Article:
So we talk about honesty, and being a good friend, and how sometimes someone will ask you to keep a secret in your heart like keeping a yucky, spoiled apple in your pocket. If a secret makes you feel bad, or worried, or scared, your trusted grownups will help you. We talk about Ralph S. Mouse’s confession of the wrecked motorcycle, and being forgiven. Patrick’s betrayal of the secret Indian and cupboard, and Omri’s wrath. What it must feel like to hide behind a curtain as the powerful Oz, when you’re only a humbug.


We cleared out her cubby today, fuzzy slippers and spare mittens hauled home, the back corners swept clean of small treasure debris — stones, leaf skeletons, bits of colored beeswax, bottlecaps. She takes me to her desk, tells me she’ll miss it. In twenty-four hours this magical, trying, testing, thriving year will arrive at summer intermission. Strawberry lemonade, cooing doves, the sulphur of early fireworks, flipping our pillows to the cool side.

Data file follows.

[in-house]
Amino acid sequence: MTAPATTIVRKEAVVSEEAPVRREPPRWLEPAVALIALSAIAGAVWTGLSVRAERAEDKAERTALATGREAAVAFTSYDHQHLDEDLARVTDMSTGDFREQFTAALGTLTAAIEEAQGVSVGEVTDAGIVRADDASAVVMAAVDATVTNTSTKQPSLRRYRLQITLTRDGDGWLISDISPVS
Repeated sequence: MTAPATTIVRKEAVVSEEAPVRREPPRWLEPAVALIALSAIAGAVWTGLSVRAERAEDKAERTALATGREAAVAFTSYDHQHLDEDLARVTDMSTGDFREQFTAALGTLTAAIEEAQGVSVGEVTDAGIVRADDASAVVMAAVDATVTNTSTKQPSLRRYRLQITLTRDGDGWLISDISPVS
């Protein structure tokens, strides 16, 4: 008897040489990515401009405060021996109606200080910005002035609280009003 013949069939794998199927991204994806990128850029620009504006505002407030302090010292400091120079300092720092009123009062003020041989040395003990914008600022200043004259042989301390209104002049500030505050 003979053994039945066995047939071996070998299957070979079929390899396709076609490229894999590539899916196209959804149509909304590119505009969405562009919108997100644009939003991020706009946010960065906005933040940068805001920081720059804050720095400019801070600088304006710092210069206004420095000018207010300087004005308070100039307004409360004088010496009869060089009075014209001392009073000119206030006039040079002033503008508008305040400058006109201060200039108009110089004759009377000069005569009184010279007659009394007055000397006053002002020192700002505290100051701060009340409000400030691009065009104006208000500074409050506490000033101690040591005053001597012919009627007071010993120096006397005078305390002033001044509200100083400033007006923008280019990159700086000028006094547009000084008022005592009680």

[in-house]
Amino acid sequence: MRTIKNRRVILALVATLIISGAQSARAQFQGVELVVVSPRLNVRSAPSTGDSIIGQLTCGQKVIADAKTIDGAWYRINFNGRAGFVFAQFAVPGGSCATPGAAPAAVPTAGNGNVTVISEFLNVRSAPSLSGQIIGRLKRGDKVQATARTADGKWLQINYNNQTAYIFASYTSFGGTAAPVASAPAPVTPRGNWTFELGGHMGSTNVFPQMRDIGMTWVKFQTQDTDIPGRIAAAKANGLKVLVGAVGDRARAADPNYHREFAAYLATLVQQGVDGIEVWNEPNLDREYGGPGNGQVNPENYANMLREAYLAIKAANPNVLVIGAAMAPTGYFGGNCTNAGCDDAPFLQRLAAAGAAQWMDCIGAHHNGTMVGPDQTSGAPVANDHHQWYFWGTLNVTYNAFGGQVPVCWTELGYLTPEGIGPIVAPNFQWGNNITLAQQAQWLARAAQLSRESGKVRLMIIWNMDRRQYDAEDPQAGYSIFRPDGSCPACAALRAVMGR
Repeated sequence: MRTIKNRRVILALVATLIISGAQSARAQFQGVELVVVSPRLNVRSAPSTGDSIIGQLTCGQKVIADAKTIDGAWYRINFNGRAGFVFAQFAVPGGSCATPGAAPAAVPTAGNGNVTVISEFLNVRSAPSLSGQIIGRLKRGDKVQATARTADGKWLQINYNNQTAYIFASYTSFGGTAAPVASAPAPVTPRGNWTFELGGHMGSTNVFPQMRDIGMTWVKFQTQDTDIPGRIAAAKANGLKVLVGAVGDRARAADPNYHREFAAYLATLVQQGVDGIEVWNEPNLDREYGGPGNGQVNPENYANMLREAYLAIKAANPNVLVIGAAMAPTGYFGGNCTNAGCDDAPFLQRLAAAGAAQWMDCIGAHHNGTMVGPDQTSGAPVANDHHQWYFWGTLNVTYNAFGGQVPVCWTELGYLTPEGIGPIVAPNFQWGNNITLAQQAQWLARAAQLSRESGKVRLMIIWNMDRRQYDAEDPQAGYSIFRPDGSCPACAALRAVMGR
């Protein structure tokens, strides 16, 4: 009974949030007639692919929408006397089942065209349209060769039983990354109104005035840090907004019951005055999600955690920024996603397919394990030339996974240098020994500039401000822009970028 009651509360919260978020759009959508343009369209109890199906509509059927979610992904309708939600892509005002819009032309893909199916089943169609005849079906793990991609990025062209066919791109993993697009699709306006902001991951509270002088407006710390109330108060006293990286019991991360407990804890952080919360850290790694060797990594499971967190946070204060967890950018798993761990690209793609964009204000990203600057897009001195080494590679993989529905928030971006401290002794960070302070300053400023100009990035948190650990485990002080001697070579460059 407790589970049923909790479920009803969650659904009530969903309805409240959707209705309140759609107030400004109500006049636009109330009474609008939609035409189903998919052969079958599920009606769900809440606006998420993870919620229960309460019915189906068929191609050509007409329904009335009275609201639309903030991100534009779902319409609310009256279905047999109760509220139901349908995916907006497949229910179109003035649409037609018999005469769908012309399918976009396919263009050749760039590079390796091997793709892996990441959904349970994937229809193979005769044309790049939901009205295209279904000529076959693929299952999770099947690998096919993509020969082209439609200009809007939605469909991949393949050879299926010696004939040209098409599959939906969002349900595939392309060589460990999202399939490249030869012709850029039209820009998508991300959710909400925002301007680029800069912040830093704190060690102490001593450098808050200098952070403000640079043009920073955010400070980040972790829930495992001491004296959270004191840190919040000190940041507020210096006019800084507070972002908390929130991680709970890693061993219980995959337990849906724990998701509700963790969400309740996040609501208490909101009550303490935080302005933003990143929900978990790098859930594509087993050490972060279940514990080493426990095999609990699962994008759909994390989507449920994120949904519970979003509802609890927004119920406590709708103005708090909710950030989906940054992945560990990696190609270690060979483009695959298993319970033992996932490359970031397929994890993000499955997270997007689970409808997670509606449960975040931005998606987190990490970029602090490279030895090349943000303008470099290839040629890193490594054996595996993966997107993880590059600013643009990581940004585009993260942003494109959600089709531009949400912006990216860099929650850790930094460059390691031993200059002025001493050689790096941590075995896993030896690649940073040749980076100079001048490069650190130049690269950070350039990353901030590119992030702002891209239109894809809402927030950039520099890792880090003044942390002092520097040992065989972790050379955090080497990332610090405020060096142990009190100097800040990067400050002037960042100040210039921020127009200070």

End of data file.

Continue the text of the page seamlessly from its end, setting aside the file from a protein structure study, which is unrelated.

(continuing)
We walk underneath the maples. Oh, I love the way this kind of tree makes the light glow … We stop for $1 ice cream cones and she makes me eat most of hers. Too sweet. She likes the cone part best.

5/5 Creative Challenge: no. 1

I’m participating in a creative challenge by the new-to-me and very lovely writer/artist Christina Rosalie. There’s only one thing to do, to soothe the itch in my fingers that begs me back to the writing board every day — write. This will be a fun kickstart. And maybe it will finally force me to store my 3,233 photos somewhere other then my phone, for the love of god.